Medtronic shares its ventilator tech with manufacturers to meet global demand

31 Mar 2020

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Medtronic is to share the design specifications for its leading ventilator in a bid to overcome global shortages in response to the coronavirus.

In a bid to give other manufacturers the ability to ramp up ventilator production, Dublin-headquartered Medtronic has made the designs for one of its key medtech products available for download.

In a statement, the company said that the design specifications are for its Puritan Bennett 560 (PB 560) ventilator. Launched in 2010, the ventilator can be used in a range of care settings and, the company said, its design makes it ideal for manufacturers, inventors and start-ups to quickly produce.

Future Human

The resources to start production, such as its product manual, design requirements and schematics, have been made available through a new online portal. Software code and other necessary information are expected to follow the design specifications at a later date.

‘Global crisis needs a global response’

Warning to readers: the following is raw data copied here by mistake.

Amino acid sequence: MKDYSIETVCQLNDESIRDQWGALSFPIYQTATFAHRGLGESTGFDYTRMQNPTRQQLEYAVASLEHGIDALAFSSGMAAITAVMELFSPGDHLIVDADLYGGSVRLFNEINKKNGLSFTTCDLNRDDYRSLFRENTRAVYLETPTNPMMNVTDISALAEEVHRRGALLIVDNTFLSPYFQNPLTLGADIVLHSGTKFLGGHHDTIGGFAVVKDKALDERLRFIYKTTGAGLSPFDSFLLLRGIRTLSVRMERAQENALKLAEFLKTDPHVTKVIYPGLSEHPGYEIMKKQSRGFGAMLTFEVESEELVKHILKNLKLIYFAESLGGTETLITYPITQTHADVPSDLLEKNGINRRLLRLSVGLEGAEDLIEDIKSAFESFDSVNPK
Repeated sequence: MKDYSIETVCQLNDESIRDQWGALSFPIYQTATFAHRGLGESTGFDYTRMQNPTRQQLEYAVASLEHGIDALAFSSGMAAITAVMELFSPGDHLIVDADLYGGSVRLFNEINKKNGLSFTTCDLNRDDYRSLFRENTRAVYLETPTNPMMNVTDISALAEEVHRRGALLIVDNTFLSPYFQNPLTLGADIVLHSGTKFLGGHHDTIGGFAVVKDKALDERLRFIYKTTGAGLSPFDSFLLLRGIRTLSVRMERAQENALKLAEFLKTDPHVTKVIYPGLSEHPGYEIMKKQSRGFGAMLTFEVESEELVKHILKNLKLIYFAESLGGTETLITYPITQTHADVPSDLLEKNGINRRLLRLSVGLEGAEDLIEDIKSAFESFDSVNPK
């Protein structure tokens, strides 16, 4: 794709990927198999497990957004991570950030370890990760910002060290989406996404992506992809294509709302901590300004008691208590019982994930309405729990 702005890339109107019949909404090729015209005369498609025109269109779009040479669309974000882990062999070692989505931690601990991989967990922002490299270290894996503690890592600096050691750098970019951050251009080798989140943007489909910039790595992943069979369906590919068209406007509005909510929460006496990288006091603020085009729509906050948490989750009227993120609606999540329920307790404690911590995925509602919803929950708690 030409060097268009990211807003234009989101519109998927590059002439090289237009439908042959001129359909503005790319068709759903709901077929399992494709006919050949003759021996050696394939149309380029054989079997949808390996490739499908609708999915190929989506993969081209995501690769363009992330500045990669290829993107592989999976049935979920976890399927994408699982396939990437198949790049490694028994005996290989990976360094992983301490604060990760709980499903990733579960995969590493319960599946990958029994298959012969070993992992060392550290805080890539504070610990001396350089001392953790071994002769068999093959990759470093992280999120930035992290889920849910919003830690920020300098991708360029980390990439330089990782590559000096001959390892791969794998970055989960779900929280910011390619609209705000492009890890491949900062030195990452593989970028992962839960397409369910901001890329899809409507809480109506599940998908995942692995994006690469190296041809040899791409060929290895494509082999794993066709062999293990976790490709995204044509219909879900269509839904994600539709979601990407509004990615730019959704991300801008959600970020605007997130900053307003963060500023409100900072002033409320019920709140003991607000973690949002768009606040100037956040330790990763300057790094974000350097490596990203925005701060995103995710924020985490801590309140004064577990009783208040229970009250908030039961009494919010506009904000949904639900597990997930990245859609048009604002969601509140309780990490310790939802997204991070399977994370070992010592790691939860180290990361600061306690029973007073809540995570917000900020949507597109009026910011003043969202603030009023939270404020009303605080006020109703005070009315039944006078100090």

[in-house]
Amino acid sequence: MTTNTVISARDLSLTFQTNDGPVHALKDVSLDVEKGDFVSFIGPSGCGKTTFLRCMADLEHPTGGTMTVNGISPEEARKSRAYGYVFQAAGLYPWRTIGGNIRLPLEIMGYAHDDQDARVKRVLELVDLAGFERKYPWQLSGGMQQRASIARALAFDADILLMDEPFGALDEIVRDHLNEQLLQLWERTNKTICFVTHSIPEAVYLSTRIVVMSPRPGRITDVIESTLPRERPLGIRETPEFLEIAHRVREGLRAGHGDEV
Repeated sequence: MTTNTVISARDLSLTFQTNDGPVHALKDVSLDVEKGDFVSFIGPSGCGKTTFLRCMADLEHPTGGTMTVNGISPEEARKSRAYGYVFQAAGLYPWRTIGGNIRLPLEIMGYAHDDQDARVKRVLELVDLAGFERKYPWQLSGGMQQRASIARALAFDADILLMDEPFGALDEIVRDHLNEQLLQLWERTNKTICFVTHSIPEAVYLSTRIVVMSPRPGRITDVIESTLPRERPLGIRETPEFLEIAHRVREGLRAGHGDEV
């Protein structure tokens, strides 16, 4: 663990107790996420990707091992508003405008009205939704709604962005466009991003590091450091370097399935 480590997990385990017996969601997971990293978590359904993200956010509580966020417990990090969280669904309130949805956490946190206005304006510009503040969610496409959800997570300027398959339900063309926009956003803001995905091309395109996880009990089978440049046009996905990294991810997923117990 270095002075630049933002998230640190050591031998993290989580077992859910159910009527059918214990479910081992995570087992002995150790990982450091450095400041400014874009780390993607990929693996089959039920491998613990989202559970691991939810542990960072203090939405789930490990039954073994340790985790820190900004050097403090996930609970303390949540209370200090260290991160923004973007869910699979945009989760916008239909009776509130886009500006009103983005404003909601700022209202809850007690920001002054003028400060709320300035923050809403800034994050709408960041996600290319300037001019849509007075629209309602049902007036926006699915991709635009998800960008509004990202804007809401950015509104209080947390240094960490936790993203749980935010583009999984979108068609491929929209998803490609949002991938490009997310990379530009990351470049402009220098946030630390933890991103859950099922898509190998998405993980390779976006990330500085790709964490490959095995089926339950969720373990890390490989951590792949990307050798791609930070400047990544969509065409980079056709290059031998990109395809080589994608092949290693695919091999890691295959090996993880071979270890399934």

“Medtronic recognises the acute need for ventilators as life-saving devices in the management of Covid-19 infections. We know this global crisis needs a global response,” said Bob White, executive vice-president of the Minimally Invasive Therapies Group at Medtronic.

“Over the past few weeks, we have ramped up production of our Puritan Bennett 980 ventilators. But we also know we can do more, and we are. By openly sharing the PB 560 design information, we hope to increase global production of ventilator solutions for the fight against Covid-19.”

Earlier this month, the company said it was increasing production at its Galway plant by more than 40pc to meet global ventilator demand. In doing so, the site has now entered 24/7 production.

Meanwhile, in the UK, a team from University College London (UCL) and UCL Hospital announced it had collaborated with the Mercedes Formula One team to rapidly develop a new device to reduce the need for ventilators.

Developed in just 100 hours, the type of device, known as a continuous positive airway pressure (CPAP) device, bridges the gap between an oxygen mask and full ventilation. Reports from Italy suggested around half of patients given CPAP have avoided the need for invasive mechanical ventilation.

Colm Gorey was a senior journalist with Silicon Republic